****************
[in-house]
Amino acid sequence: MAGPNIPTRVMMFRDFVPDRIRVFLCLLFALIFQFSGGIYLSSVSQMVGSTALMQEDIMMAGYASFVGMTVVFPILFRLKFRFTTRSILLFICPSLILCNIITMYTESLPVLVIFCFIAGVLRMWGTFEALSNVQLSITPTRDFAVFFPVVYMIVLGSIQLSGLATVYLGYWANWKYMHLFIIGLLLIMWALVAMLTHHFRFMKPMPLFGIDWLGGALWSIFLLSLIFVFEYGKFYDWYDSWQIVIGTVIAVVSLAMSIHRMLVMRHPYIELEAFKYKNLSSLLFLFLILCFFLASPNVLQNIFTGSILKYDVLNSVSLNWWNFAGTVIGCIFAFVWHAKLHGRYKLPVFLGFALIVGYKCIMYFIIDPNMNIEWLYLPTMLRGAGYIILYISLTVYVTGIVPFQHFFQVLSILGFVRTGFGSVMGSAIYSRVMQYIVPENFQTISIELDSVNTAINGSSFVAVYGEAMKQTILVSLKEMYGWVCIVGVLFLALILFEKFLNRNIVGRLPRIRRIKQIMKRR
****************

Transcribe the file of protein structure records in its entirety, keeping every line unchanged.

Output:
[in-house]
Amino acid sequence: MAGPNIPTRVMMFRDFVPDRIRVFLCLLFALIFQFSGGIYLSSVSQMVGSTALMQEDIMMAGYASFVGMTVVFPILFRLKFRFTTRSILLFICPSLILCNIITMYTESLPVLVIFCFIAGVLRMWGTFEALSNVQLSITPTRDFAVFFPVVYMIVLGSIQLSGLATVYLGYWANWKYMHLFIIGLLLIMWALVAMLTHHFRFMKPMPLFGIDWLGGALWSIFLLSLIFVFEYGKFYDWYDSWQIVIGTVIAVVSLAMSIHRMLVMRHPYIELEAFKYKNLSSLLFLFLILCFFLASPNVLQNIFTGSILKYDVLNSVSLNWWNFAGTVIGCIFAFVWHAKLHGRYKLPVFLGFALIVGYKCIMYFIIDPNMNIEWLYLPTMLRGAGYIILYISLTVYVTGIVPFQHFFQVLSILGFVRTGFGSVMGSAIYSRVMQYIVPENFQTISIELDSVNTAINGSSFVAVYGEAMKQTILVSLKEMYGWVCIVGVLFLALILFEKFLNRNIVGRLPRIRRIKQIMKRR